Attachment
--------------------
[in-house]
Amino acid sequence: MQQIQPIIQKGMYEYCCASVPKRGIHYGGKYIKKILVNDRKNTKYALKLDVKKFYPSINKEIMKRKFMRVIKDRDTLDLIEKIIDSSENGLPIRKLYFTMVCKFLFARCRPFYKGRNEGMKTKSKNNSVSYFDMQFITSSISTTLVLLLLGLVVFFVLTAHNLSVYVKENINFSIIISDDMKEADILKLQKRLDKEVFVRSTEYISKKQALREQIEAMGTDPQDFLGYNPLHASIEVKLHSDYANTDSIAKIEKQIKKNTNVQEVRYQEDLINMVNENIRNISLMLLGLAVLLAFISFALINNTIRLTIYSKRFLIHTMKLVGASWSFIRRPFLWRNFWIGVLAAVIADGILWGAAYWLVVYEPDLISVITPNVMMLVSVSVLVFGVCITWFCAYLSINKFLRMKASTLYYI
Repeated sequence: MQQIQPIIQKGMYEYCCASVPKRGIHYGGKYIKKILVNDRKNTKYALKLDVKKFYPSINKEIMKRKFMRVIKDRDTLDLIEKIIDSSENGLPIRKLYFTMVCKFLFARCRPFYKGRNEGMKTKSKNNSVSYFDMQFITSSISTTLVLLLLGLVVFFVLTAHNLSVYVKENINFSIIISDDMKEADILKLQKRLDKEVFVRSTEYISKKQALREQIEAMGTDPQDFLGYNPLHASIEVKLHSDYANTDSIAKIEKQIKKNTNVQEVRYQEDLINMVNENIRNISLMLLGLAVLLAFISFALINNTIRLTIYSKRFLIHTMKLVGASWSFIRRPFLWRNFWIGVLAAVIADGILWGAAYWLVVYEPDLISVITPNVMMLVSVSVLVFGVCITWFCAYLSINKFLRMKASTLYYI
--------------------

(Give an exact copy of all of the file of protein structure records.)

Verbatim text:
[in-house]
Amino acid sequence: MQQIQPIIQKGMYEYCCASVPKRGIHYGGKYIKKILVNDRKNTKYALKLDVKKFYPSINKEIMKRKFMRVIKDRDTLDLIEKIIDSSENGLPIRKLYFTMVCKFLFARCRPFYKGRNEGMKTKSKNNSVSYFDMQFITSSISTTLVLLLLGLVVFFVLTAHNLSVYVKENINFSIIISDDMKEADILKLQKRLDKEVFVRSTEYISKKQALREQIEAMGTDPQDFLGYNPLHASIEVKLHSDYANTDSIAKIEKQIKKNTNVQEVRYQEDLINMVNENIRNISLMLLGLAVLLAFISFALINNTIRLTIYSKRFLIHTMKLVGASWSFIRRPFLWRNFWIGVLAAVIADGILWGAAYWLVVYEPDLISVITPNVMMLVSVSVLVFGVCITWFCAYLSINKFLRMKASTLYYI
Repeated sequence: MQQIQPIIQKGMYEYCCASVPKRGIHYGGKYIKKILVNDRKNTKYALKLDVKKFYPSINKEIMKRKFMRVIKDRDTLDLIEKIIDSSENGLPIRKLYFTMVCKFLFARCRPFYKGRNEGMKTKSKNNSVSYFDMQFITSSISTTLVLLLLGLVVFFVLTAHNLSVYVKENINFSIIISDDMKEADILKLQKRLDKEVFVRSTEYISKKQALREQIEAMGTDPQDFLGYNPLHASIEVKLHSDYANTDSIAKIEKQIKKNTNVQEVRYQEDLINMVNENIRNISLMLLGLAVLLAFISFALINNTIRLTIYSKRFLIHTMKLVGASWSFIRRPFLWRNFWIGVLAAVIADGILWGAAYWLVVYEPDLISVITPNVMMLVSVSVLVFGVCITWFCAYLSINKFLRMKASTLYYI